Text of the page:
Careers with Horses - Horse Transporter
 By mosquito   •   3rd Mar 2010   •   5,501 views   •   5 comments
Sooner or later we all want to take out horses somewhere. It might be to a show, a trail ride, or for a lesson. We might need someone to bring us a horse we’ve just bought, or take one we’ve sold to its new owner. Many people can transport horses themselves, with their own trailer or horsebox. But if you don’t travel your horse often, and don’t want to buy your own trailer, or you don’t have a car or truck that can tow, then hiring a transporter is a good idea. Sometimes a professional transporter is a necessity, because you are moving lots of horses or sending your horses a long distance – even overseas!

This is why horse transportation is big business. Every day, there are thousands of horses on the road, on ferries, even in the air, and their owners are relying on professional horse transporters to make sure their horses make it to their destination happy and healthy. So what does a transporter do? From the time the horse steps onto the truck to when it reaches where it’s going – sometimes days later – the transporter is responsible for its comfort and safety, plus they have to know all the laws and regulations relating to taking horses interstate or internationally.

Horse Transport

Transporters who take horses on long journeys are pretty busy making sure the horses are comfortable. On most long trips you’ll have to stop at least every four or five hours, to give the horses a rest stop of a half hour or so. You will probably stop overnight, to unload and stable the horses at specialist ‘horse motels’ or racetracks. At each stop you need to make sure the horses have water, and maybe hay available. At overnight stops you’ll need to take care of feeding, blanketing, and any boots and bandages the horses wear. Traveling can be stressful for some horses it will be up to you to keep the horses feeling calm and secure.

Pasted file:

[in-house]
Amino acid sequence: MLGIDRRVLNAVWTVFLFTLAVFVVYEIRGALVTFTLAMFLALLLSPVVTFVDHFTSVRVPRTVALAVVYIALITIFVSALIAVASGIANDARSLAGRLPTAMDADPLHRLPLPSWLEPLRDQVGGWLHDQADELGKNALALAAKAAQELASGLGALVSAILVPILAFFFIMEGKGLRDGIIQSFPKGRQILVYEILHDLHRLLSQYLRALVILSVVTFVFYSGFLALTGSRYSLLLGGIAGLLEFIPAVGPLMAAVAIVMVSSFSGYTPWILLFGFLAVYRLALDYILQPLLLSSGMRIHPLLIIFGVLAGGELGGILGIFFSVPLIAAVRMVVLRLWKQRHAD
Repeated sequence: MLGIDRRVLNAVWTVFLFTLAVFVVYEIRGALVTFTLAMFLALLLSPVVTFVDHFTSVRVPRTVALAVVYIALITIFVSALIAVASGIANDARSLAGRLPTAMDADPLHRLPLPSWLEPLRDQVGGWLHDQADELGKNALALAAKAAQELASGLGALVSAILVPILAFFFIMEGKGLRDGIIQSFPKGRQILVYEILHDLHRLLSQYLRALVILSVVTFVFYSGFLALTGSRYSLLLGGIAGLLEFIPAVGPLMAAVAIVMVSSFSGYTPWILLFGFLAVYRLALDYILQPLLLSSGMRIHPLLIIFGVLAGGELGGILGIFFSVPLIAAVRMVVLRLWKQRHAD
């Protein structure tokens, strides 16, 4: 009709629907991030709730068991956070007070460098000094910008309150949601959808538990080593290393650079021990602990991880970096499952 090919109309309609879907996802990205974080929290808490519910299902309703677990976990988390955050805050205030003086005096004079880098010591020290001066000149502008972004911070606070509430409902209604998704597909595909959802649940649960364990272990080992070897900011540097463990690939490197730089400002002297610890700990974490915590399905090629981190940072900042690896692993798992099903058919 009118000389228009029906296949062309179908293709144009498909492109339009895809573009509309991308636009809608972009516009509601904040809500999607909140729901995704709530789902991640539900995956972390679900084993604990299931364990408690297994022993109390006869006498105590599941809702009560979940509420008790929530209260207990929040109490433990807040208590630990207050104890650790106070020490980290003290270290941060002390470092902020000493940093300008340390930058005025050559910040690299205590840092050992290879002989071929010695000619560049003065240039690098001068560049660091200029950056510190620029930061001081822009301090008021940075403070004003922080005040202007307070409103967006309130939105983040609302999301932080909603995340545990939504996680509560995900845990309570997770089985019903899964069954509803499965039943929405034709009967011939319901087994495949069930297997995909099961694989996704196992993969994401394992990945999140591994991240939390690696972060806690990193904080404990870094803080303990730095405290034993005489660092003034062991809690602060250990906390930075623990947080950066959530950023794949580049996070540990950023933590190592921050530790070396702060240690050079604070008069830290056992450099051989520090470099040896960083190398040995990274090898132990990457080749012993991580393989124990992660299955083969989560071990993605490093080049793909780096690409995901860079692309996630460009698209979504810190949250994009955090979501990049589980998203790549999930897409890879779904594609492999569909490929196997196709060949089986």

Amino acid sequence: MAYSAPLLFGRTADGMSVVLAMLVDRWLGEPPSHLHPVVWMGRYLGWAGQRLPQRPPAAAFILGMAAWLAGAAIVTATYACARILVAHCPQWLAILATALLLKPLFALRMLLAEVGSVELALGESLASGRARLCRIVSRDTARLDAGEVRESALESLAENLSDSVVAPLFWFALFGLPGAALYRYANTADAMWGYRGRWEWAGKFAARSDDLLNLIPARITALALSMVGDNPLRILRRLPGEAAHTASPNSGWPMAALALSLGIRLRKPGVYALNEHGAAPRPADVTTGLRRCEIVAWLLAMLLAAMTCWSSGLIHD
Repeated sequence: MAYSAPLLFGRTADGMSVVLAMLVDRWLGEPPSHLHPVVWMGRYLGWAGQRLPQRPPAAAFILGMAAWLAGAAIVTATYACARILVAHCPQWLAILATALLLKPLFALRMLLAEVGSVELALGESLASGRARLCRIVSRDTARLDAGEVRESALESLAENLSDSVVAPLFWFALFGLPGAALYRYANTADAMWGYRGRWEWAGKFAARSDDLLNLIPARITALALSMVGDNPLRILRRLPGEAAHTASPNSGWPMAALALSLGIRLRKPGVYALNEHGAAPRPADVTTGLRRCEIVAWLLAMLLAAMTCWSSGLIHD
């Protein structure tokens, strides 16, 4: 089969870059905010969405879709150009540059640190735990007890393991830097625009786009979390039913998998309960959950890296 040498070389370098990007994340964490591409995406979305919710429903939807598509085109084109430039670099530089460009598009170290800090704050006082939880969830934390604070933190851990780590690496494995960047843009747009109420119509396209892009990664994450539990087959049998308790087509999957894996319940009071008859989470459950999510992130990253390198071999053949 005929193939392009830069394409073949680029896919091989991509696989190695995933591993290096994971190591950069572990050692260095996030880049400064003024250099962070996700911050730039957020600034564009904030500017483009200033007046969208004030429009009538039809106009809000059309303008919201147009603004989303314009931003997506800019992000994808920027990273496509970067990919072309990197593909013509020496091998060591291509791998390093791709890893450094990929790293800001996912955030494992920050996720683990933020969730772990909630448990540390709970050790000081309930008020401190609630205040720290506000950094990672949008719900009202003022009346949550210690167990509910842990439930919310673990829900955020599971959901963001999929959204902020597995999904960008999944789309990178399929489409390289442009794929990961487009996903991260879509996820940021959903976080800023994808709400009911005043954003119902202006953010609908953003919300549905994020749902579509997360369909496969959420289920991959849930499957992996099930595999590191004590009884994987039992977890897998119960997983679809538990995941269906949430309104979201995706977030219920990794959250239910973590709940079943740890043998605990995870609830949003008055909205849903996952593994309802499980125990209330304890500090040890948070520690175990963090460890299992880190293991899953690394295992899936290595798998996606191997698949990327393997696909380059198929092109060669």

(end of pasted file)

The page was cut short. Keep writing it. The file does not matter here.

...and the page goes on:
Many transporters have some regular routes – I’ve shipped several horses north and south across Britain with the same transporter, who goes north one week and south the next. On routes like this you may pick up and drop off horses on the way. Or you might choose a race or event, and pick up several horses all going to the same place. Some transporters set up contracts with large racing or showing stables, and are kept busy just working with the one farm - some top racehorses and showjumpers can fly three or four times a year, and many more travel weekly by road. Whatever business option works out, be assured of one thing – you will work weekends, and you will be on the road a lot!

How do you become a transporter? First, you’ll need a trucking license. In most countries, you need to be 25 years old to take a trucking license test. But before then, you will need to take a course in truck driving, either for large (semi or HGV) trucks, or light (LGV) trucks. If you want to make a career in transporting, a license for both is a good idea. In your course you’ll learn more than just driving, you’ll also learn some basic maintenance and repair. And in the meantime, you need to keep your driving record spotlessly clean!